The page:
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The Source of Binding Energy in Nuclides

The binding energy of a nuclide is its mass deficit expressed in energy units via the Einstein formula E=mc². The mass deficit of a nuclide is the difference between its mass and the sum of the masses of its presumed constituents, usually protons and neutrons. The mass deficits of nuclei are an enigma but nevertheless their regularities can be tabulated. In particular one can establish how much the binding energy changes when a particle or a combination of particles is added to it. For example, consider all of the nuclides which could contain an integral number of alpha particles, hereafter called alpha nuclides. Then consider all nuclides that could contain an integral number of alpha particles plus one extra neutron. The differences indicate the effect of an additional neutron on the binding energy of nuclides. The graph of the increments in binding energy due to an additional neutron are shown below.

In contrast consider the corresponding graph for the effect of an additional proton.

At a maximum a proton increases the binding energy by about 3 MeV but generally its effect is much smaller and for larger alpha nuclides it is negative. In contrast the effect of the additional neutron seems to be asymptotically approaching a level of about 14 MeV. A graph of the two effects gives a more striking comparison.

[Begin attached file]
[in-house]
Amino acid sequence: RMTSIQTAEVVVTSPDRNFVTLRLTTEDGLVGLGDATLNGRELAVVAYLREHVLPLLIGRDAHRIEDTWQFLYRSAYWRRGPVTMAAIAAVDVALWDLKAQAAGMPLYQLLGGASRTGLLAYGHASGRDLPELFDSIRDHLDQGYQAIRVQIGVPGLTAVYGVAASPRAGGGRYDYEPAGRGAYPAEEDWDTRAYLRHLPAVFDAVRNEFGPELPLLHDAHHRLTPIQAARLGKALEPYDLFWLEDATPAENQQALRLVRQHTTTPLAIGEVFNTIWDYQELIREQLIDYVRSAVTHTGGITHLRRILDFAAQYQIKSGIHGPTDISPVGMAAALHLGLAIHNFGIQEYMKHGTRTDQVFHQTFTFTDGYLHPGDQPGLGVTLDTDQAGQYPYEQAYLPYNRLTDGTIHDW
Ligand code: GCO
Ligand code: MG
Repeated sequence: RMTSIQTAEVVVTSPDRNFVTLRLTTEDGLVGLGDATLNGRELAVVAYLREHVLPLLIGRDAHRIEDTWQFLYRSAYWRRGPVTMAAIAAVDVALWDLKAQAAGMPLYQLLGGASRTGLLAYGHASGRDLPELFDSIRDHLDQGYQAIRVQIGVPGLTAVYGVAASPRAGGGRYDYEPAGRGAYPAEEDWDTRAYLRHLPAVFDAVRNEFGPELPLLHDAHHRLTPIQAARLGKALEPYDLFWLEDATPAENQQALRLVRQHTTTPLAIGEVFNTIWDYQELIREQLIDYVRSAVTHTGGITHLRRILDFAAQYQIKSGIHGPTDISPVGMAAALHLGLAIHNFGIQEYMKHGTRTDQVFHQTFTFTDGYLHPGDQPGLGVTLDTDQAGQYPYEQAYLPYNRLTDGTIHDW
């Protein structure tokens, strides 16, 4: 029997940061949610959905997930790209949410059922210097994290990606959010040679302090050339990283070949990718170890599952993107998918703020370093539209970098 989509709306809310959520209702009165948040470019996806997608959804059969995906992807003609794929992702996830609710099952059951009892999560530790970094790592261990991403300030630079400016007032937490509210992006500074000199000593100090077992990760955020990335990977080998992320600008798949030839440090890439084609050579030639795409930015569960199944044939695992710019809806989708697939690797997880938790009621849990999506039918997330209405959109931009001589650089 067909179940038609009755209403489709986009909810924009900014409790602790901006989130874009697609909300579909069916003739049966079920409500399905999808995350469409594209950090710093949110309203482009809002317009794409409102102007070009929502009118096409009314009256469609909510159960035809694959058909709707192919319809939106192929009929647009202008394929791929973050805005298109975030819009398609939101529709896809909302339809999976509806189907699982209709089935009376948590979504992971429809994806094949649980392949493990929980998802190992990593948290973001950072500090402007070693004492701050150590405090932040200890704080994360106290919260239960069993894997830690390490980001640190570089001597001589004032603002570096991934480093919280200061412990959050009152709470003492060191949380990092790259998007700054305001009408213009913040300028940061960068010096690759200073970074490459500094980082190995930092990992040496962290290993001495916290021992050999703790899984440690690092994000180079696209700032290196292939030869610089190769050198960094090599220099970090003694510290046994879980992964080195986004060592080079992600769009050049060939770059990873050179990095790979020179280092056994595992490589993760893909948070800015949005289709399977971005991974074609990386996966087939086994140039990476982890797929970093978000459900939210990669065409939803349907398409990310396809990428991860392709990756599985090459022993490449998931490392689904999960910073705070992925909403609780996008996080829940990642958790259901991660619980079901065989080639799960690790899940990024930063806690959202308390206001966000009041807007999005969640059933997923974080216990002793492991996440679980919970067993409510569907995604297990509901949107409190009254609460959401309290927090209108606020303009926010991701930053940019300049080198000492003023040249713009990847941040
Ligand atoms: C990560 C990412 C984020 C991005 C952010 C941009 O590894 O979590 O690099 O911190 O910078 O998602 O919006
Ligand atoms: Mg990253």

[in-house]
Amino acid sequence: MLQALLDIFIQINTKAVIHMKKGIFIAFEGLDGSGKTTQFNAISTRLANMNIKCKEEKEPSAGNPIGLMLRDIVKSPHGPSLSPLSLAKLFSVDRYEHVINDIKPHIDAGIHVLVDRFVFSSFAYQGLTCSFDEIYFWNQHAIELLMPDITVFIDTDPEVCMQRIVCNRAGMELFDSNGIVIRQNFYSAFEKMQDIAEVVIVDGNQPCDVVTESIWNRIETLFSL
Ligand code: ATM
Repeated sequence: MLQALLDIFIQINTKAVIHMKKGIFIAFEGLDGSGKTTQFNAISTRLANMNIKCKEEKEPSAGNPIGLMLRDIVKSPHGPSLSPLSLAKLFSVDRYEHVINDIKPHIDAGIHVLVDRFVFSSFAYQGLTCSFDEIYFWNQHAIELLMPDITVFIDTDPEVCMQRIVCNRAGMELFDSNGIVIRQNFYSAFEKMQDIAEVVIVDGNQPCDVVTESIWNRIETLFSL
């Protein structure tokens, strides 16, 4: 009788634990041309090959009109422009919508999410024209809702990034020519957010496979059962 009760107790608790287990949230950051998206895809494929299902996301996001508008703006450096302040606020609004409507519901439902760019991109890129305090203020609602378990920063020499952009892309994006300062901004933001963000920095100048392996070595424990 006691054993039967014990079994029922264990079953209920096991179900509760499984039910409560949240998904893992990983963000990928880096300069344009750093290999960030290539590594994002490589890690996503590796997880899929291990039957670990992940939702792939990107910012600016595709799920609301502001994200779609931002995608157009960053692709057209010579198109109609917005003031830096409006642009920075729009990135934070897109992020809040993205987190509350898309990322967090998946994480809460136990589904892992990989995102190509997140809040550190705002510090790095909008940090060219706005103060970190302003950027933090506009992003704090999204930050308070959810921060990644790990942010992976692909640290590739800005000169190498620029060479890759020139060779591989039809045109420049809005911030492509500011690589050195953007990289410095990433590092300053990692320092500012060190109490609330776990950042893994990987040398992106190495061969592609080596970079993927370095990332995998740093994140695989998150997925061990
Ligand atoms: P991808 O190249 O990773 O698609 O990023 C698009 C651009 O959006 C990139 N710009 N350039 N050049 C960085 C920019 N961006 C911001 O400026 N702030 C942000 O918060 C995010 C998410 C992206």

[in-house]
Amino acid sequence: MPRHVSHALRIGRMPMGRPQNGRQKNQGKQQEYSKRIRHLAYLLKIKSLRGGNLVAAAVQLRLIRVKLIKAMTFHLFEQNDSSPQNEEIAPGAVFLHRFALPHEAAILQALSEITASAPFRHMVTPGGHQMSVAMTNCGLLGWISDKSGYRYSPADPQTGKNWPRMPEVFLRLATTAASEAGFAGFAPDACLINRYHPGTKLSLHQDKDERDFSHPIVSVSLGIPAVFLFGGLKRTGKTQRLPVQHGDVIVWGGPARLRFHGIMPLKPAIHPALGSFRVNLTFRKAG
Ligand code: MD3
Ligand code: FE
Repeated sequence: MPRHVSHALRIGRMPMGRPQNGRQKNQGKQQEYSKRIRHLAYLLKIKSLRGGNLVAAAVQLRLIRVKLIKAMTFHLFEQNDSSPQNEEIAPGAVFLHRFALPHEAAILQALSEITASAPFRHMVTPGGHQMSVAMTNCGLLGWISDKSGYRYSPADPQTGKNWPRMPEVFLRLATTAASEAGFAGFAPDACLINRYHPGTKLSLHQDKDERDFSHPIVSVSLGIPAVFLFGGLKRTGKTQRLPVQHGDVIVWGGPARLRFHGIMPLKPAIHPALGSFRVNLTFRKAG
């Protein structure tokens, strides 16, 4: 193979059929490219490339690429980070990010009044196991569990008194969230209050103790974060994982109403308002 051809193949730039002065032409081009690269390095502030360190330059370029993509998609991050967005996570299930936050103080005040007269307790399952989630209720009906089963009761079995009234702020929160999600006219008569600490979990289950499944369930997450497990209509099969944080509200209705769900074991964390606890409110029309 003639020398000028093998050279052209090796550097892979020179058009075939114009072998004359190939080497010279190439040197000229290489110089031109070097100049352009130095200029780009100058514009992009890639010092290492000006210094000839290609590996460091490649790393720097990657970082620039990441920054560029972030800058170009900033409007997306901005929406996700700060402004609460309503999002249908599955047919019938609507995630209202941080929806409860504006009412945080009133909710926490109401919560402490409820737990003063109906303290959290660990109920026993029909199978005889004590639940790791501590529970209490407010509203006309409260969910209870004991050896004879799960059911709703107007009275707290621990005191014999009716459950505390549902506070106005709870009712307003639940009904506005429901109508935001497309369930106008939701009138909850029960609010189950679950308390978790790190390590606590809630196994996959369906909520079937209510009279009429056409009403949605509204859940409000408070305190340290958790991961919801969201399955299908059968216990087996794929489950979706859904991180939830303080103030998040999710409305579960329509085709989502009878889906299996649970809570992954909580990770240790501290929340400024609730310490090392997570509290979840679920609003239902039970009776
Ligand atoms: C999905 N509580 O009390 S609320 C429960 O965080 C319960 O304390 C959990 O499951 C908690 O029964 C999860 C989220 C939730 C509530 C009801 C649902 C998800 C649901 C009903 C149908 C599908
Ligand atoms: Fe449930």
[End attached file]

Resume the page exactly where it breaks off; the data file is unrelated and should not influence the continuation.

As a tentative conclusion one could say that protons contribute very little to the binding energies of nuclides. To work towards a corroboration of this tentative conclusion consider the effect of adding a proton-neutron pair to the alpha nuclides.

After the usual small nuclide irregularities the effect of the proton-neutron pair levels off at about 12.5 MeV. It is worthwhile to compare the effect of the proton-neutron pair with the sum of the effects due to a proton and a neutron separately.

There is some effect for the interaction of the proton and neutron but it is small compared with the effect of the neutron and it is relatively constant.

The effect of a proton-neutron pair can be compared with the effect of a neutron pair. The effect of a neutron pair is shown first.

This has the same general shape as the effect of an additional neutron except the curve is asymptotically approaching a level of about 28 MeV, the binding energy of an alpha particle. This suggests that perhaps the effect of a neutron pair is simply twice the effect of a neutron. The graph of the two quantities shows that this is roughly true but there is an additional effect due to the interaction of the two neutrons just as there was an effect for the interaction of the proton and neutron in a proton-neutron pair.

The increments in the enhancements of binding energy due to an additional neutron show the diminution which is, aside from fluctuations, about inversely proportional to the size of the nuclide.

Conclusion

The dominant component of the binding energy of a nuclide comes for the neutrons it contains. This component is a function of nuclide size with its value asymptotically approaching about 12.5 MeV. There are smaller components which have to do with the protons in the nuclides and the interaction of the protons and neutrons. These are enough smaller that they could be said to be of a lower order of magnitude.

The big puzzle in nuclear structure is the relatively large value of binding energy for the alpha particle, the helium 4 nuclide. From what was presented above the binding energy of the alpha particle is about what would be expected of a nuclide with two neutrons and two protons. The real puzzle is the very low binding energies for the nuclides smaller than the helium 4 nuclide. That puzzle is dealt with elsewhere.


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